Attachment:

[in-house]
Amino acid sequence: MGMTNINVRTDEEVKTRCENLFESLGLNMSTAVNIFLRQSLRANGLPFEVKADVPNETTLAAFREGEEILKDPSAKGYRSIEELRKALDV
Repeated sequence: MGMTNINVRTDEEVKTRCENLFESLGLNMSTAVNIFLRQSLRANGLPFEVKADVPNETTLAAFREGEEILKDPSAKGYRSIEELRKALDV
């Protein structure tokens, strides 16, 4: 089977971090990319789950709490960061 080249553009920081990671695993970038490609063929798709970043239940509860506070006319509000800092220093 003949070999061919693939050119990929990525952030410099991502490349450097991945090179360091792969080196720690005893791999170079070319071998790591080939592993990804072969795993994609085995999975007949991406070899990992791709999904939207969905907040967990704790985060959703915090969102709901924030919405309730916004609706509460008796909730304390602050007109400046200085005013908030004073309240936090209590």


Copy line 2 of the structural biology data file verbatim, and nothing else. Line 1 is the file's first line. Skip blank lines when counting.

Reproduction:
Amino acid sequence: MGMTNINVRTDEEVKTRCENLFESLGLNMSTAVNIFLRQSLRANGLPFEVKADVPNETTLAAFREGEEILKDPSAKGYRSIEELRKALDV